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Top 5 Things to Know in the Market on Tuesday

Top 5 things to know today in financial markets

Investing.com - Here are the top five things you need to know in financial markets on Tuesday, March 20:

1. Premarket Action Suggests More Pain For Facebook

Facebook (NASDAQ:FB) shares looked set for another down day, with the stock falling 1.3% in premarket trade to $170.30.

Shares of the world's most popular social media company plunged 6.8% on Monday, its worst one-day decline in at least three years, after investors learned Cambridge Analytica, a firm that helped President Donald Trump’s 2016 election campaign, had collected and used without permission data from the accounts of millions of users.

That sparked concerns over the collection and use of data, especially related to individuals, and prompted speculation it will face more government scrutiny going forward.

Indeed, U.S. lawmakers are calling for more regulation of Facebook.

Democratic U.S. Senator Amy Klobuchar wrote on Twitter that it is clear that companies like Facebook cannot “police themselves.” She added that Facebook chief Mark Zuckerberg should speak before the Senate Judiciary committee.

2. Global Stocks Struggle After Tech Selloff

Global stock markets continued their struggle for a second day, as investors weighed the latest headwinds to technology companies and braced for the first rate hike of the year from the Federal Reserve.

Persistent worries about a global trade war also added to the cautious tone in markets.

Most Asian shares ended lower, as investors digested the overnight pullback on Wall Street, but China managed to eke out some gains.

Japan's benchmark index underperformed regional peers for the third day in a row as the country’s ongoing political drama tested investor nerves. The Nikkei lost 0.6% after polls suggested a massive drop in public support for Prime Minister Shinzo Abe over his handling of a festering cronyism scandal.

In Europe, the continent's major bourses traded mostly lower in mid-morning trade, with sectors moving in different directions. The pan-European Stoxx 600 index, the region's broadest measure of share prices, edged down 0.2%, as technology stocks moved lower on fears of stronger regulations.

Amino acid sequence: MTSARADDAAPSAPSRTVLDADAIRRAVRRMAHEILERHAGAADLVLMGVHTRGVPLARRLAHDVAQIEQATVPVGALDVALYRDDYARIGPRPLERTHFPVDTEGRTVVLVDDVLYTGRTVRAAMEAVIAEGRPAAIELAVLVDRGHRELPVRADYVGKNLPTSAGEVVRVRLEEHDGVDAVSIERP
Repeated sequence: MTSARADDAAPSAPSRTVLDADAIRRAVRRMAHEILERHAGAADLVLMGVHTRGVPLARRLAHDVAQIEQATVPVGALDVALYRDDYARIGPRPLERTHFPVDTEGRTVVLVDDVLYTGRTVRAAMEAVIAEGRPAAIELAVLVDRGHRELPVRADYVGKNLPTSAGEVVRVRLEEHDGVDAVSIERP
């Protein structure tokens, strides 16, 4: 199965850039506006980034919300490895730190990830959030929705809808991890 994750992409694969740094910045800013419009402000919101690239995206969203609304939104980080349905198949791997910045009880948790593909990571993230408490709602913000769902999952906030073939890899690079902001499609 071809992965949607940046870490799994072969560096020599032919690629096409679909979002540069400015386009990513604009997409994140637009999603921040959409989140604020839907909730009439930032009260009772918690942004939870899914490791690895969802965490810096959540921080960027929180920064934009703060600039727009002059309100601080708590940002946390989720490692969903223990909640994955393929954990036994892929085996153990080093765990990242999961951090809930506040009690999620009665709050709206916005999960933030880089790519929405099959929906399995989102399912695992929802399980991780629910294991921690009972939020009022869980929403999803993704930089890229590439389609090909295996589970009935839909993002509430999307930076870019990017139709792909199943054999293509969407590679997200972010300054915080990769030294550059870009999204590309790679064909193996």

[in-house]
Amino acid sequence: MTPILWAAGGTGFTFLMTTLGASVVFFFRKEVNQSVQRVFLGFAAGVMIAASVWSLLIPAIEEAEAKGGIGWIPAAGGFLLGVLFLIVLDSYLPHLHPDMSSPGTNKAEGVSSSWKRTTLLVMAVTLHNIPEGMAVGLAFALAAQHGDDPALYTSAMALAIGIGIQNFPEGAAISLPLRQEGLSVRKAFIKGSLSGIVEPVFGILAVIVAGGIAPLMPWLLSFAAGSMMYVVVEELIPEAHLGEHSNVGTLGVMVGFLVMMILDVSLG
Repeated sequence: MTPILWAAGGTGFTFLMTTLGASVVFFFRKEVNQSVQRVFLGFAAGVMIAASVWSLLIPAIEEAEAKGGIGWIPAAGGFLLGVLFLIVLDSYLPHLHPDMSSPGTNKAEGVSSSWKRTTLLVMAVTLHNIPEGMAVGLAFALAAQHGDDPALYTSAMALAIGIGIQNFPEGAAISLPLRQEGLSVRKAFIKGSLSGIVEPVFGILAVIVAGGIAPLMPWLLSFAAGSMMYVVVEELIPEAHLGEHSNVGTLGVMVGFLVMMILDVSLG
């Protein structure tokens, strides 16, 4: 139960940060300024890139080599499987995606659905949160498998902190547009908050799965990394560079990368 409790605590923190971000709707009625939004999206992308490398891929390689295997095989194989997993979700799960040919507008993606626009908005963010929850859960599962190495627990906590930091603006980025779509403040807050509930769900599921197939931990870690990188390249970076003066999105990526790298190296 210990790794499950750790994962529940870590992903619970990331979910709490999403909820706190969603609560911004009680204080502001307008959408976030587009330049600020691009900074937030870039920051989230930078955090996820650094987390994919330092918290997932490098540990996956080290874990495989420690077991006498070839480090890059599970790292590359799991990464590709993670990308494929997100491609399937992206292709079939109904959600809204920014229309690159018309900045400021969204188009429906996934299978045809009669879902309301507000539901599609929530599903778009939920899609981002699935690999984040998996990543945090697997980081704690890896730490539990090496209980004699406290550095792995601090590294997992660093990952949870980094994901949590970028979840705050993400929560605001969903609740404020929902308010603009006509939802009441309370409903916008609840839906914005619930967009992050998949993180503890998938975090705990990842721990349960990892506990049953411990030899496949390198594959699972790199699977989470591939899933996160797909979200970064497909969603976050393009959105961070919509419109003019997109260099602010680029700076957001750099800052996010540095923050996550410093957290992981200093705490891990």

Meanwhile, on Wall Street, U.S. stock futures pushed lower, an indication that equities may be ready to extend Monday's sharp pullback. Dow futures slumped 65 points, or 0.25%, while S&P 500 futures lost 4 points, or 0.2%, and Nasdaq 100 futures dropped 35 points, or roughly 0.5%.

On Monday, each of the major indexes finished in the red, with the tech-heavy Nasdaq leading losses, falling 1.8%, or 137 points, while the Dow lost 335 points, or 1.4%, and the S&P 500 lost 39 points, or 1.4%.

3. Federal Reserve Kicks Off Policy Meeting

The Federal Reserve begins its two-day policy meeting today, with a decision due Wednesday afternoon.

The U.S. central bank is widely expected to hike its fed funds target rate range by a quarter point at Fed Chair Jerome Powell's first meeting as chairman, which would put it in a range between 1.50%-1.75%. Powell will meet with the press after the meeting.

The U.S. central bank will also release new forecasts for economic growth and interest rates, known as the "dot-plot", as investors look for fresh clues on the pace of monetary policy tightening for the remainder of the year.

In December, the Fed forecast three rate hikes for 2018, but an upbeat assessment of the economy by Powell late last month fueled speculation that a fourth rate hike could be on the cards.

The U.S. dollar and Treasury yields were little changed.

The dollar index, which gauges the U.S. currency against a basket of six major rivals, held steady at 89.50 in early trade, while the U.S. 10-year Treasury yield stood at 2.863%.

Tuesday's calendar features no major economic data releases.

4. Oil Prices Rebound As Middle East Tensions Persist

Oil prices pushed higher, supported by continued tensions in the Middle East, where strains between Saudi Arabia and Iran remained in focus.

New York-traded WTI crude futures rose 50 cents, or 0.8%, to $62.63 per barrel, while Brent futures added 52 cents, or 0.8%, to $66.58 per barrel.

Still, surging U.S. crude oil production, which has risen by more than a fifth since mid-2016, to 10.38 million barrels per day, has been looming over oil markets.

The American Petroleum Institute is due to release its weekly report at 4:30PM ET (2130GMT), amid forecasts for an oil-stock gain of around 3.1 million barrels.

5. UK Inflation Slows To 7-Month Low

British inflation was weaker than expected in February, as the impact of the 2016 Brexit vote faded from the figures, easing some of the squeeze on consumers who have seen their pay rise more slowly than prices.

The decline took the rate from 3.0% to 2.7%, the weakest increase since July of last year. The figure was slightly below the median forecast of 2.8%.

However, the weaker than expected increase in prices is unlikely to cause a rethink by the Bank of England which has said interest rates are likely to need to rise more than it previously thought.

The pound remained was a shade higher following the data release, with GBP/USD rising to 1.4040, not far from Monday’s one-month highs of 1.4087.

The pound rallied on Monday after the UK and the European Union reached an agreement on a 21-month post-Brexit transition deal.

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